According to McKinsey & Company, email marketing is nearly 40 times more effective in acquiring customers than Facebook and Twitter combined. And it makes sense. Over 90% of consumers check their email daily and there are over 3.6 billion email accounts today. But more importantly, every single aspect of an email can be controlled by the marketer. The same can’t be said for Facebook. And with email marketing you own 100% of the data.
The first step in email marketing is developing an email address list. As your list grows you need to think about quality, segmentation, and database management.
Quality over quantity
If you’re just starting with your email marketing efforts, it’s ok to start small. And in some cases it’s ok to prune contacts who haven’t engaged in a while. Sending a webinar invitation to one hundred contacts who have agreed to receive your newsletter is much more effective than sending it to thousands who have no need for your services and will more than likely mark it as spam.
Being labeled as a spammer decreases future deliverability of your emails. A focus on quality over quantity improves deliverability of your emails over time and ensures a targeted list of prospects who are more likely to answer your email’s call to action.
The beauty of today’s marketing tools is that they facilitate one to one automated conversations with your customers. You have the ability to send marketing messages that appeal to specific customer groups, and thus are more likely to illicit positive responses. The first step to achieving this is through list segmentation. In other words, categorizing your contacts by interest, demographics, and purchase behavior. For instance, a clothing store who segments their list by gender and size can send a targeted “buy one shirt, get one free” offer in order to unload an old box of men’s XXL shirts.
There are many ways you can segment your lists. Some common categories include, sales cycle stage, geography, age, industry, and job function. What’s important is to find category segments that best pertain to your organization and how you do business.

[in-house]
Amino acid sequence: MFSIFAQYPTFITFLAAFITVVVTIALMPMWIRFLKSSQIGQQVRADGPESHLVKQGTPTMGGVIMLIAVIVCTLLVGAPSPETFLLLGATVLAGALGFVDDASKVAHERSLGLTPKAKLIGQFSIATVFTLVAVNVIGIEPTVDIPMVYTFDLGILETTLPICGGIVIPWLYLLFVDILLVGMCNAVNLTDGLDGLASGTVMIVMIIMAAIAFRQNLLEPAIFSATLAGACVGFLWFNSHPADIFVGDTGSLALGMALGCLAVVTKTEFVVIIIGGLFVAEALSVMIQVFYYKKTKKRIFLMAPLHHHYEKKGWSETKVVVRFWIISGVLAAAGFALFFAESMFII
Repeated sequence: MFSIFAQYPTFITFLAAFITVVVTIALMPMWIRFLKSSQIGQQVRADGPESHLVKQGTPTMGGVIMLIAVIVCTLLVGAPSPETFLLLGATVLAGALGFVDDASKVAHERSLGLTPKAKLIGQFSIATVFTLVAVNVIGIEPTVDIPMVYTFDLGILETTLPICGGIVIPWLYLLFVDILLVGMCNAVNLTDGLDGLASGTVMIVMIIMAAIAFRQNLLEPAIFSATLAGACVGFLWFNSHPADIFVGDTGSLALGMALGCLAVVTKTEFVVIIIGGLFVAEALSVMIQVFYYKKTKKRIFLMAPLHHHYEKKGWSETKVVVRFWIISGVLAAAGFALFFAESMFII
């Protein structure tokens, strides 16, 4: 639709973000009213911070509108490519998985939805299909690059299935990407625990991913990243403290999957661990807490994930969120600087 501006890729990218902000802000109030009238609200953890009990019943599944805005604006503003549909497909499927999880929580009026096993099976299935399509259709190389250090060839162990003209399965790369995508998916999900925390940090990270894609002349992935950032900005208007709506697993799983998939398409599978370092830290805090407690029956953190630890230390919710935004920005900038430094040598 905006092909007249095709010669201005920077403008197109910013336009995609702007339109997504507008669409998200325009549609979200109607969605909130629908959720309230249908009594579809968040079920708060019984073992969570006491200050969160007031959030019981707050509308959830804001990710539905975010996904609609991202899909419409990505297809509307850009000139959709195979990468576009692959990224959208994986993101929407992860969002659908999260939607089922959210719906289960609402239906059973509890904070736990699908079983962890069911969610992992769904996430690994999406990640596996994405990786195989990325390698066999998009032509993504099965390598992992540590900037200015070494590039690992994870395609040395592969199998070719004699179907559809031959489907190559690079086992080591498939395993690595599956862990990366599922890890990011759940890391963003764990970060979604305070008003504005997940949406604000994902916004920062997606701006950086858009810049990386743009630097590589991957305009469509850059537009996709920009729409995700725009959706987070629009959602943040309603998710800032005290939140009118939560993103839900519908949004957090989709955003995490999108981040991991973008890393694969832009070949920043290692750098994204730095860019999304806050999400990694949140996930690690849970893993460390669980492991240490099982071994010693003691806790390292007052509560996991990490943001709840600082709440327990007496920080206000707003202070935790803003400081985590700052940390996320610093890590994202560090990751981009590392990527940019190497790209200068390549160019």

Managing the integrity of your email list is just as important as developing click-inducing emails. Email marketing databases naturally degrade by over 20% annually due to clients moving companies, abandoning old email addresses, or opting out of your email communications. Keeping track of all of this while managing your customer segments can be a daunting task. As such, I recommend investing in a Customer Relationship Management system to serve as your “single source of truth”.
Building Your List
Once you determine how you’ll managing your email contacts, you should start focusing on growing your email database. 5 ways to build your business email list include:
Point of sale – Ask customers to join an email program at point of sale. This tactic is gaining more traction in the retail industry and is pretty much standard for online businesses. Before asking customers for their information, spell out the frequency and benefits of your email program (e.g. member only special discounts and events).
Gate – Create, promote and gate compelling content. Gating is a digital tactic in which an educational resource, such as a whitepaper or case study, is only accessible through filling out a form. Added benefits of gating include identification of anonymous web visitors and additional insight on a lead’s hot button issues.
Webinars and Seminars – Hold an educational webinars or seminar. While technically a subset of the gated content tactic, registration forms inherently don’t feel like an email gate. In addition, a well-produced webinar focused more on customer education rather than product marketing will position you as a consultative thought leader as opposed to a sales person.
Subscribe buttons – If you have a killer blog, take advantage of it. Simply inserting a button to “subscribe to blog posts over email” is an easy way to gather emails. For your top blog posts, offer to email the post in another format like pdf.
Contest or giveaway – Promote a contest or giveaway either offline or digitally. To ensure that you are getting quality leads, make sure to only offer prizes that are consumer targeted. For example, offering an iPad will solicit leads from a wide range of demographics and interests, whereas a high end car detailing kit will encourage automobile enthusiast.
These are some simple things you can start today to increase your email database. Above all, the key is to attack email list-building from as many angles as possible.